As BART continues to upgrade its system with new trains and new technologies, it is poised to bolster its engineering workforce to help realize some of its innovative and challenging projects.
But the agency says it is having a tough time finding qualified candidates.
About half of BART's current engineering staff are eligible to retire. The agency has 62 openings it needs to fill by November.
"We're having a horrible time recruiting them," said Alicia Trost, BART spokeswoman. "Part of it is because we're living in the Bay Area and we're competing with tech giants that are willing to pay a lot more for computer systems skills."
Current BART engineers say the job is highly rewarding. They say working on new technology that helps the Bay Area keep moving is exhilarating.
"It's fun; it's always something new," said Weldon Chen, a computer systems engineer. "Always, new things come up that need to be fixed."
Besides phasing in new train cars, the agency is working on several computer network and software upgrades, such as converting ticket vending machines to feature nine languages and other software-based projects.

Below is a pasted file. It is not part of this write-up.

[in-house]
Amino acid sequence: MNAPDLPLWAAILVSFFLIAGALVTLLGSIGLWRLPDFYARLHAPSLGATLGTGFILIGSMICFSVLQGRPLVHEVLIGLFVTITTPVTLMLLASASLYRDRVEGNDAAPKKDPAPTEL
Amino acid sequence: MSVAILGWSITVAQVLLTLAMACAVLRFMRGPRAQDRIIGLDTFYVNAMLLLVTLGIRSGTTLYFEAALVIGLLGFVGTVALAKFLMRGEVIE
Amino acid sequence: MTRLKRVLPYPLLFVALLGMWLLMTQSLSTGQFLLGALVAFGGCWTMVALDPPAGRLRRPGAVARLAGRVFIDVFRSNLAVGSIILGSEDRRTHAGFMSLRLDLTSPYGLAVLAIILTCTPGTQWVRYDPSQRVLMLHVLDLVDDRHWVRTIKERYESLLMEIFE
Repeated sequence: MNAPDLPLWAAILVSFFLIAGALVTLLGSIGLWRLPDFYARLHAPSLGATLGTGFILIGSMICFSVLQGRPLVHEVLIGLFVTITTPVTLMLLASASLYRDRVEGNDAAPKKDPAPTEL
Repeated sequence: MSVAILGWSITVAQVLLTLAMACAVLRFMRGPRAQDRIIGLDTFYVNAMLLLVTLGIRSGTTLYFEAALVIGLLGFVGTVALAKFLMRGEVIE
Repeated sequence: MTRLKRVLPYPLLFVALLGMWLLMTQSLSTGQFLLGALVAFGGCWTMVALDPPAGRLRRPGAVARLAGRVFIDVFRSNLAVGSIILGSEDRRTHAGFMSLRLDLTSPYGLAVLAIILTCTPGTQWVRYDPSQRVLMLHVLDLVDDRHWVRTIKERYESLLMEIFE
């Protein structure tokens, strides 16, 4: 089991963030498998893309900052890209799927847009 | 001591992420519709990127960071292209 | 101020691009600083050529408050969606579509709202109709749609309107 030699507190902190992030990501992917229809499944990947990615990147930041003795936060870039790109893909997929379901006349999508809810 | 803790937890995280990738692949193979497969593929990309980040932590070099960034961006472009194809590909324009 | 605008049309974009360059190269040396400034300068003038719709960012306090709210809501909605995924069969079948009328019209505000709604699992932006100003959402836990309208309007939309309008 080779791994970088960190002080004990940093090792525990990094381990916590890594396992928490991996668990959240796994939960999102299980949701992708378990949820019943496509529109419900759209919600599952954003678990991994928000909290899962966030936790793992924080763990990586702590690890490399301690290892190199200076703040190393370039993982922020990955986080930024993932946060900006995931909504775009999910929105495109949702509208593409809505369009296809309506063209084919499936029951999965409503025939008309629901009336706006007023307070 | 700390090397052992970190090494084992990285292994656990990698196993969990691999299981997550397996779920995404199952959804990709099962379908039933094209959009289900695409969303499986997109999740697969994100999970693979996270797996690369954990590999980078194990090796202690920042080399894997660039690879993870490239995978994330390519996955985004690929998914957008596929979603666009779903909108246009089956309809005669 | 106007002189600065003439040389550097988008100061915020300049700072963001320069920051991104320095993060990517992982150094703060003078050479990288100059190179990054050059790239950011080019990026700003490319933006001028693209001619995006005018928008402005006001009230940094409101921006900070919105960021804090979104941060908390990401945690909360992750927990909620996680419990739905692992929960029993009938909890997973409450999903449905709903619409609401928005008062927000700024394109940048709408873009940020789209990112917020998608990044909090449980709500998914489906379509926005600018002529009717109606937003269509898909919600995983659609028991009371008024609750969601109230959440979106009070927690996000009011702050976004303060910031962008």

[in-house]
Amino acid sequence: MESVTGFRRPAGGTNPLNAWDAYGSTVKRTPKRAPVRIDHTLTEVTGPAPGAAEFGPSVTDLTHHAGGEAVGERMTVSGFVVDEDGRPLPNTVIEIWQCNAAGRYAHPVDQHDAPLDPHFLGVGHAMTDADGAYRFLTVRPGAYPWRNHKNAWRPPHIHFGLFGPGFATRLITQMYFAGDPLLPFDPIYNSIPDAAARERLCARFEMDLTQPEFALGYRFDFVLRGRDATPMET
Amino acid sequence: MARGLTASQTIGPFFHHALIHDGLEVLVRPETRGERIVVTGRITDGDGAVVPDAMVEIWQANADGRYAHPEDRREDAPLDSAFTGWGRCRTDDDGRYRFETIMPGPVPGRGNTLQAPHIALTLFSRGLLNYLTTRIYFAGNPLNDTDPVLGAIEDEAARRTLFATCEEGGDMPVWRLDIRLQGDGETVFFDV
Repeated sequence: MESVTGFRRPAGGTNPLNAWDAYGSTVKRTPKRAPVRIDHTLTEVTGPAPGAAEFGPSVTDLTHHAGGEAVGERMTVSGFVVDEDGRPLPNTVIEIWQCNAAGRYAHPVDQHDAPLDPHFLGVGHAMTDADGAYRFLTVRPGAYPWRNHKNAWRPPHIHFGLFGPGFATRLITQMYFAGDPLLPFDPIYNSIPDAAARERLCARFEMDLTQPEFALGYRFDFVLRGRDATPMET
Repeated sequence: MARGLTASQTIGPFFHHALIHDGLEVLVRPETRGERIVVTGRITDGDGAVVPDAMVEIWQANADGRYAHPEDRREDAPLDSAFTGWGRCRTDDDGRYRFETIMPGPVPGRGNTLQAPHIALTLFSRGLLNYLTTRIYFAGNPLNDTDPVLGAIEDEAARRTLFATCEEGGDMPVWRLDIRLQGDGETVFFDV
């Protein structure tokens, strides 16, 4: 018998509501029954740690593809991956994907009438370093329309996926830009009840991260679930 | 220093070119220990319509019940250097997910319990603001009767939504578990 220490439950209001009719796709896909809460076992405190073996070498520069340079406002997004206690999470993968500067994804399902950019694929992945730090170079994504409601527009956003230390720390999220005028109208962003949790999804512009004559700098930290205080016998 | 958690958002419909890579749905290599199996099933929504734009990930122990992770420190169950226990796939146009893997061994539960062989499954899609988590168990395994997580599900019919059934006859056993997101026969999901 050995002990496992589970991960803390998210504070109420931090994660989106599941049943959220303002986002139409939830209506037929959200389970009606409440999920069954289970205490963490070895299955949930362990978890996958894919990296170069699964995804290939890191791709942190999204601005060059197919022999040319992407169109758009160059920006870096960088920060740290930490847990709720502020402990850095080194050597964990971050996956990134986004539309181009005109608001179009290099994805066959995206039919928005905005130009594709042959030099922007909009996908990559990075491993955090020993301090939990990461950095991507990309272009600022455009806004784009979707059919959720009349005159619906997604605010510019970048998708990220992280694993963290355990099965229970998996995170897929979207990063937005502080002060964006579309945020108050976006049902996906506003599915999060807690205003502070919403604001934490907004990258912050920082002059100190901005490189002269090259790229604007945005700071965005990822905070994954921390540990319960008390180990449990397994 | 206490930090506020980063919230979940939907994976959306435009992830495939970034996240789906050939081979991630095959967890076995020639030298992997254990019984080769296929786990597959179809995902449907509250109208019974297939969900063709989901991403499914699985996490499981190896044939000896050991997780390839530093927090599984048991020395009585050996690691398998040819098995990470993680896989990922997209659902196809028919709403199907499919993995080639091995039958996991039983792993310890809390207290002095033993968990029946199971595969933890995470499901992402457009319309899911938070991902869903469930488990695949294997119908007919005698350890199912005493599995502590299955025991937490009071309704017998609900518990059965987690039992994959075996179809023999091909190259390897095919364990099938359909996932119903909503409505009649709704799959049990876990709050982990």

"I'm acutally doing prototypes, color lines for ETA messages, countdown times for how long the train will be at the station things like that," said engineer Evan Brown.
Trost said the jobs most difficult to fill so far have been traction power, system integration and computer engineering. "It's a lot of different engineering jobs," she said.
BART's board of directors recently approved enlisting a recruitment consultant to help with the hiring process. The salaries for the engineering jobs range from $90,000 to $160,000 a year.